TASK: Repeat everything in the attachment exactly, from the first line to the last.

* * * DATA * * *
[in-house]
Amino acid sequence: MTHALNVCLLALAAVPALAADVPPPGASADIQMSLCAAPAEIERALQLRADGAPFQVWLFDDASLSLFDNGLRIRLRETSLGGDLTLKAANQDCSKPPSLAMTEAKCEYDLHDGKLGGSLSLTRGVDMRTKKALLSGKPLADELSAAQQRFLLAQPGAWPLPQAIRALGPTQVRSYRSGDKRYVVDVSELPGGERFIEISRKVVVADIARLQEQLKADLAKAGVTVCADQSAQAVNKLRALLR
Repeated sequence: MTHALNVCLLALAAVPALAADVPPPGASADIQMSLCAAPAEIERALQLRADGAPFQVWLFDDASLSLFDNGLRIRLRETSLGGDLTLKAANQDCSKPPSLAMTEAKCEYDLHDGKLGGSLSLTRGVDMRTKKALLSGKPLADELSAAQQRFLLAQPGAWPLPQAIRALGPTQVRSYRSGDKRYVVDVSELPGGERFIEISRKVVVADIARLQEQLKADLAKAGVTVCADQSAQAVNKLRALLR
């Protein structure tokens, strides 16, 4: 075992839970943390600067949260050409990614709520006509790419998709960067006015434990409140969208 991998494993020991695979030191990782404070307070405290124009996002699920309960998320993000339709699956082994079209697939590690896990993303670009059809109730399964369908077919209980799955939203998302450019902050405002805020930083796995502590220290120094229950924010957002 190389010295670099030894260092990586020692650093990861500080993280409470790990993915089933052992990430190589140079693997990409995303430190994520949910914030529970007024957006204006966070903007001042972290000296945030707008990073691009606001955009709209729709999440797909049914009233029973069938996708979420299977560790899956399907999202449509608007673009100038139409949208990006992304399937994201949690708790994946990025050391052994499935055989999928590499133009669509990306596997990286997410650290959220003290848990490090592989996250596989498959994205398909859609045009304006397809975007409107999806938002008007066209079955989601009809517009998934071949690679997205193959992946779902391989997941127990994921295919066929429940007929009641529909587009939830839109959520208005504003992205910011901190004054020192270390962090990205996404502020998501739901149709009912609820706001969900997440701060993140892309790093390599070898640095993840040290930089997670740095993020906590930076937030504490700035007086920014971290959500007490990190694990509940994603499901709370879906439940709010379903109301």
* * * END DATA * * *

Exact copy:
[in-house]
Amino acid sequence: MTHALNVCLLALAAVPALAADVPPPGASADIQMSLCAAPAEIERALQLRADGAPFQVWLFDDASLSLFDNGLRIRLRETSLGGDLTLKAANQDCSKPPSLAMTEAKCEYDLHDGKLGGSLSLTRGVDMRTKKALLSGKPLADELSAAQQRFLLAQPGAWPLPQAIRALGPTQVRSYRSGDKRYVVDVSELPGGERFIEISRKVVVADIARLQEQLKADLAKAGVTVCADQSAQAVNKLRALLR
Repeated sequence: MTHALNVCLLALAAVPALAADVPPPGASADIQMSLCAAPAEIERALQLRADGAPFQVWLFDDASLSLFDNGLRIRLRETSLGGDLTLKAANQDCSKPPSLAMTEAKCEYDLHDGKLGGSLSLTRGVDMRTKKALLSGKPLADELSAAQQRFLLAQPGAWPLPQAIRALGPTQVRSYRSGDKRYVVDVSELPGGERFIEISRKVVVADIARLQEQLKADLAKAGVTVCADQSAQAVNKLRALLR
């Protein structure tokens, strides 16, 4: 075992839970943390600067949260050409990614709520006509790419998709960067006015434990409140969208 991998494993020991695979030191990782404070307070405290124009996002699920309960998320993000339709699956082994079209697939590690896990993303670009059809109730399964369908077919209980799955939203998302450019902050405002805020930083796995502590220290120094229950924010957002 190389010295670099030894260092990586020692650093990861500080993280409470790990993915089933052992990430190589140079693997990409995303430190994520949910914030529970007024957006204006966070903007001042972290000296945030707008990073691009606001955009709209729709999440797909049914009233029973069938996708979420299977560790899956399907999202449509608007673009100038139409949208990006992304399937994201949690708790994946990025050391052994499935055989999928590499133009669509990306596997990286997410650290959220003290848990490090592989996250596989498959994205398909859609045009304006397809975007409107999806938002008007066209079955989601009809517009998934071949690679997205193959992946779902391989997941127990994921295919066929429940007929009641529909587009939830839109959520208005504003992205910011901190004054020192270390962090990205996404502020998501739901149709009912609820706001969900997440701060993140892309790093390599070898640095993840040290930089997670740095993020906590930076937030504490700035007086920014971290959500007490990190694990509940994603499901709370879906439940709010379903109301």